blogs and traditional media; In Korea, neither has legitimacy

The local English Newspapers are excitedly reporting on ‘babyrose’, a Korean blogger who turned out to be a shill for an ozone-producing sterilizing device.

The problem is, Korean libel laws prevent anyone from reporting on things in a way that negatively affects a person or company.  That negative effect is usually measured financially, but might be considered in other ways (IANAL*).

So, it is mostly legal to report or blog about something you like, but not to warn people away from it.

Now, I’ve told you generally what the issue is.  Let’s look at what the newspapers have to say:

Joongang:

The uproar over a popular blogger, Babyrose, who gushed about and peddled an unsafe product in exchange for money has sparked soul-searching within the country’s blogosphere….Unlike in other countries where bloggers have come to challenge the traditional media structure and have been legitimized as an alternate media outlet, few in Korea seem to consider its bloggers the same way.

“Blogging is neither journalism nor a form of media outlet,” said Professor Lee Gun-ho of Ewha Womans University. “Bloggers are not trained to report information objectively, and they are not trained to filter what’s trustworthy information and what’s not.”

The Herald:

They said 46-year-old Hyun Jin-heui, running one of the nation’s most visited blogs, had arranged sales of an electronic gadget that could harm people’s health and bagged a fortune in commission. The blog, blog.naver.com/jheui13, has more than 50 million accumulated hits under the ID babyrose. 

According to the “victims,” Hyun induced 3,300 people to purchase 360,000 won ($305)-ozone sterilizers through her web site over the past 10 months. But the device turned out to use an excessive amount of ozone, which could make people sick, according to the Korean Agency for Technology and Standards. Nonetheless, the company refused to give refunds citing lack of scientific evidence. 

The Times:

The controversy was stirred by a blogger nicknamed Babyrose, who runs a popular blog about cooking on the country’s biggest portal Naver. The wife-turned-blogger was a superstar online,…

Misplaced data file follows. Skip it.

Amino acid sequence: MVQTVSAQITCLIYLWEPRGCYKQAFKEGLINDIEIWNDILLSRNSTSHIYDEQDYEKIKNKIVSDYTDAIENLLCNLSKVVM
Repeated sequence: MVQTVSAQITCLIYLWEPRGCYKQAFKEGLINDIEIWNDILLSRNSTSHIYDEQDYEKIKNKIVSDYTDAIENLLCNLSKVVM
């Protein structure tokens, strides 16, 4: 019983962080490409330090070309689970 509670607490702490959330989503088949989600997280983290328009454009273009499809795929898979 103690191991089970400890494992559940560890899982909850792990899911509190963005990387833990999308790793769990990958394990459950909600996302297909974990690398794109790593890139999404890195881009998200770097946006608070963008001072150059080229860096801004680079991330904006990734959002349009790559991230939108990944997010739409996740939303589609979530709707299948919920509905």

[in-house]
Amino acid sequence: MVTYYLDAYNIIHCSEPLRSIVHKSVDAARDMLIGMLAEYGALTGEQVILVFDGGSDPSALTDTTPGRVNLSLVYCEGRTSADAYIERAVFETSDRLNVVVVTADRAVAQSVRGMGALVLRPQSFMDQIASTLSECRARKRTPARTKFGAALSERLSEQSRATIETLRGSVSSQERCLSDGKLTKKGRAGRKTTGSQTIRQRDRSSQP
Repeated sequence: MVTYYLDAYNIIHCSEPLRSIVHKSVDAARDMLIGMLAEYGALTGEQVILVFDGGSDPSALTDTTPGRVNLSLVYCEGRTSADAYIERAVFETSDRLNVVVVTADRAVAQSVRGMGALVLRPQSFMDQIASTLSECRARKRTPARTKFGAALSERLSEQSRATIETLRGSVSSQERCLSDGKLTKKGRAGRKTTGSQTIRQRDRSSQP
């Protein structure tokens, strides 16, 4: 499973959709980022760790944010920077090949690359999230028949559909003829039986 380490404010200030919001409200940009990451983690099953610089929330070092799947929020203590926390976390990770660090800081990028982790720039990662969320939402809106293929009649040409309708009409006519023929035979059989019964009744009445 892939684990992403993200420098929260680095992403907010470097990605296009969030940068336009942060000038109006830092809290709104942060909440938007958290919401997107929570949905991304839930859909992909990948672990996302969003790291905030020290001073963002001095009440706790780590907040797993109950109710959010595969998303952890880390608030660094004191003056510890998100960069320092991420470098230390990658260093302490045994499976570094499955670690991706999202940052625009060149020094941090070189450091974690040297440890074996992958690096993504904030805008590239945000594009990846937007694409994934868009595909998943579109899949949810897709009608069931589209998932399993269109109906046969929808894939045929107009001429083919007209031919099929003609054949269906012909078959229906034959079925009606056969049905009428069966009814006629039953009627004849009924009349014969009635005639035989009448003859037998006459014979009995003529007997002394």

On top of recipes, she often held a group shopping event….

However, an ozone sterilizer sold through her blog turned out to leave an excessive amount of ozone, which could harm people’s health, according to the Korea Agency for Technology and Standards. …

Those who purchased it through the Babyrose blog sought a refund and it was revealed that she was paid 70,000 won in commission for each ozone sterilizer sold, priced at 360,000 won.

Again, the Joongang:

Ms. Hyeon, a 47-year-old housewife, is a famous homemaking blogger in Korea better known as “Babyrose,” her online ID. She was recently found to have recommended and sold a product after being promised hefty commissions by the manufacturer.

Hats off to the Herald, which printed the bloggers full name and blog address.  Few reports based on blogs report the URL.  Notice that no other report offers more than “Ms. Hyeon” and many less than that.

 Quick Quiz: what is the name of this dangerous ozone sterilizer?  That’s right.  No name is ever given.

Now, the reporters are onto a good story.  This blogger received 70,000 won, nearly 20% of the price, for each sterilizer sold.  I don’t know but that seems excessive.   The question now is, are these sterilizers sold at Hi-Mart?  At Home-Plus?  We don’t know; no name is given.

This blogger, at best made a mistake, at worst knowingly endangered people’s health.  The latter is a tough sell as there is no reason to believe she knew the dangers – I feel the huge commission is a bit of an indicator.